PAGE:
Paul Secon

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Although lyricist Paul Secon authored a handful of postwar pop hits for acts including Rosemary Clooney and the Mills Brothers, he proved far more successful as an entrepreneur, partnering with brother…
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Although lyricist Paul Secon authored a handful of postwar pop hits for acts including Rosemary Clooney and the Mills Brothers, he proved far more successful as an entrepreneur, partnering with brother Morris to found the national retail chain Pottery Barn. Born in Philadelphia on July 13, 1916, Secon was something of a child prodigy, playing the trumpet, piano, oboe and flute -- he later relocated to New York City to pursue a career in songwriting, teaming with composer Louis C. Singer for Clooney's "My O'Darlin, My O'Lovely, My O'Brien" and collaborating with Arthur Kent on "You Never Miss the Water (Till the Well Runs Dry)," recorded by the Mills Brothers as well as the Sons of the Pioneers. Secon also worked as a music critic for the Boston Evening Transcript and as a monitor for the songwriters organization ASCAP, making sure that local clubs paid royalties due to composers. In the years following World War II, Secon additionally served as music editor for the entertainment trade publications Billboard and Variety. In 1950, Morris Secon (himself the former first horn for the Rochester Philharmonic Orchestra) approached his brother with a business proposal: Morris' wife had recently returned from a Rochester area yard sale with several pieces of stoneware designed by local artisan Glidden Parker, and on further inquiry, he discovered that Parker had three barns full of discontinued or slightly damaged products for sale. The Secon brothers paid Parker $2,500 for his remaining crockery and soon borrowed money from their father to open a storefront on 10th Avenue in New York City, effectively launching the Pottery Barn empire.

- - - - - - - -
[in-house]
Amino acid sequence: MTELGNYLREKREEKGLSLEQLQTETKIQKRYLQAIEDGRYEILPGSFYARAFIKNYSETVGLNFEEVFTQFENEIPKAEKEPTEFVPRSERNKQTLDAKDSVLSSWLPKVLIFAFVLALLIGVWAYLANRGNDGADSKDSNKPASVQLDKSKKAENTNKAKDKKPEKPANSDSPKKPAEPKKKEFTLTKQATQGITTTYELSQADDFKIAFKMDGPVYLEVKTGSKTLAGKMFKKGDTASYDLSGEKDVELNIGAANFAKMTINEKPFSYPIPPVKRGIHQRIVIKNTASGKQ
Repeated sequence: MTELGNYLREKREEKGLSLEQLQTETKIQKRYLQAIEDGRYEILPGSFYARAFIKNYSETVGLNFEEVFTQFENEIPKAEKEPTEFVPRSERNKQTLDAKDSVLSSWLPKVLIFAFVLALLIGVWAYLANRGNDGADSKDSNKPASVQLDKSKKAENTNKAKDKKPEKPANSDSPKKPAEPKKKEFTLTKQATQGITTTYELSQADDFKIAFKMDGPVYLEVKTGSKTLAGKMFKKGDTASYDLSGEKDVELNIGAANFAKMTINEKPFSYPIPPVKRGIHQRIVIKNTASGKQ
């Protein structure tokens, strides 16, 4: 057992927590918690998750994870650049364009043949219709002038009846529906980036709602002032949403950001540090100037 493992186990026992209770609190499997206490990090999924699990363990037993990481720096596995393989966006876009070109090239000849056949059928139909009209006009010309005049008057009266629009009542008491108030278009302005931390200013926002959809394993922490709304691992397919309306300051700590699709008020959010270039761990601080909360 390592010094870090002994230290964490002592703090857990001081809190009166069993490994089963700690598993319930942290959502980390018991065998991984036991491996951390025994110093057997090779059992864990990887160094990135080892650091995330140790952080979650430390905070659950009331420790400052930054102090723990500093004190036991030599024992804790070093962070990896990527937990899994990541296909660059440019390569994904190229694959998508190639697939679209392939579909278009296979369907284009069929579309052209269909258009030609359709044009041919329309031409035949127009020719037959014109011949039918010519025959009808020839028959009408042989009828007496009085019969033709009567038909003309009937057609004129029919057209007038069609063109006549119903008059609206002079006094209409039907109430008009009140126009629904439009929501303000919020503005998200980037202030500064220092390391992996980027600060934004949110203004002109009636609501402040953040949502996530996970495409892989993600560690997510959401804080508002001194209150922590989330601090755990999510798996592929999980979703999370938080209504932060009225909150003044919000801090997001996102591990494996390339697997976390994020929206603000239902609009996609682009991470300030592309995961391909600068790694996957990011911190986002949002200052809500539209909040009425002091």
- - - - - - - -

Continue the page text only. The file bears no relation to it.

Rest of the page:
Specializing in contemporary housewares -- often factory seconds imported from Europe and sold at discount prices -- Pottery Barn floundered out of the gate, but a glowing profile in The New Yorker's "On and Off the Avenue" column was its turning point, and soon shoppers arrived in droves. The store's informal presentation aesthetic (e.g., stacks of dishes scattered in orange crates) proved profoundly influential on the next generation of American retail, and by 1963 Pottery Barn expanded to four locations: two in New York, and one each in Philadelphia and Boston. Paul Secon served as the store's manager, traveling back and forth to Europe to visit factories and trade shows -- he supervised his own importing instead of relying on domestic distributors, and passed the savings along to customers. Secon nevertheless grew tired of retail and in 1966 sold his share of the business to Morris, who in turn sold it to retailer Hoyt Chapin. Pottery Barn is now owned by Williams-Sonoma, and boasts more than 200 stores nationwide. With the money he collected by selling his Pottery Barn stake, Paul Secon relocated his family to Denmark, where he returned his focus to music, later authoring a musical titled Patrick X, which was inspired by the life of slain African American activist Malcolm X. He relocated back to Manhattan in 1980, and died in Rochester, NY on February 24, 2007. Secon's son, Lucas, scored the 1994 hip-hop hit "Lucas with the Lid Off" and enjoyed a successful songwriting career of his own, penning the Sugababes' "Virgin Sexy" and the Pussycat Dolls' "I Hate This Part."